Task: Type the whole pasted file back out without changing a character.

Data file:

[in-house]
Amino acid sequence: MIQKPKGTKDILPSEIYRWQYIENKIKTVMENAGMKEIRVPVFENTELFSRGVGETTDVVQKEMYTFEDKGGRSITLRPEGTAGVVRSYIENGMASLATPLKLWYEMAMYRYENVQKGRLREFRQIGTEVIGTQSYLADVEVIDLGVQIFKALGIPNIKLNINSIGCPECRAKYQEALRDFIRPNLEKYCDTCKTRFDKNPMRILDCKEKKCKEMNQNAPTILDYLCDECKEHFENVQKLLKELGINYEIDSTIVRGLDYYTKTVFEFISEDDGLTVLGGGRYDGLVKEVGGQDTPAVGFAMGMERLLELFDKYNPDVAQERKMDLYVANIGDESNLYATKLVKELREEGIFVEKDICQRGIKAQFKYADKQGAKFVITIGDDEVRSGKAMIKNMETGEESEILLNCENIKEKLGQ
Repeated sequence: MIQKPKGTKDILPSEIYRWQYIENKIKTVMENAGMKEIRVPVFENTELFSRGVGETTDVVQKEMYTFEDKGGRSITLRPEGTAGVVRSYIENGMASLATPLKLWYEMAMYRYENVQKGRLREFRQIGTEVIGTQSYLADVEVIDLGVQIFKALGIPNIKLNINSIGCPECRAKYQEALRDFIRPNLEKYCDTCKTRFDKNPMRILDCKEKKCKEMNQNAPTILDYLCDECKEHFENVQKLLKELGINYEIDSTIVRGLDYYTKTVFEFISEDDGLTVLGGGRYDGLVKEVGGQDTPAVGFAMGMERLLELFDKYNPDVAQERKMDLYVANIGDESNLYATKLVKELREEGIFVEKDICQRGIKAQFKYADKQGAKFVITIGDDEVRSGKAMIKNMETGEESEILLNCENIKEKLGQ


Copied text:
[in-house]
Amino acid sequence: MIQKPKGTKDILPSEIYRWQYIENKIKTVMENAGMKEIRVPVFENTELFSRGVGETTDVVQKEMYTFEDKGGRSITLRPEGTAGVVRSYIENGMASLATPLKLWYEMAMYRYENVQKGRLREFRQIGTEVIGTQSYLADVEVIDLGVQIFKALGIPNIKLNINSIGCPECRAKYQEALRDFIRPNLEKYCDTCKTRFDKNPMRILDCKEKKCKEMNQNAPTILDYLCDECKEHFENVQKLLKELGINYEIDSTIVRGLDYYTKTVFEFISEDDGLTVLGGGRYDGLVKEVGGQDTPAVGFAMGMERLLELFDKYNPDVAQERKMDLYVANIGDESNLYATKLVKELREEGIFVEKDICQRGIKAQFKYADKQGAKFVITIGDDEVRSGKAMIKNMETGEESEILLNCENIKEKLGQ
Repeated sequence: MIQKPKGTKDILPSEIYRWQYIENKIKTVMENAGMKEIRVPVFENTELFSRGVGETTDVVQKEMYTFEDKGGRSITLRPEGTAGVVRSYIENGMASLATPLKLWYEMAMYRYENVQKGRLREFRQIGTEVIGTQSYLADVEVIDLGVQIFKALGIPNIKLNINSIGCPECRAKYQEALRDFIRPNLEKYCDTCKTRFDKNPMRILDCKEKKCKEMNQNAPTILDYLCDECKEHFENVQKLLKELGINYEIDSTIVRGLDYYTKTVFEFISEDDGLTVLGGGRYDGLVKEVGGQDTPAVGFAMGMERLLELFDKYNPDVAQERKMDLYVANIGDESNLYATKLVKELREEGIFVEKDICQRGIKAQFKYADKQGAKFVITIGDDEVRSGKAMIKNMETGEESEILLNCENIKEKLGQ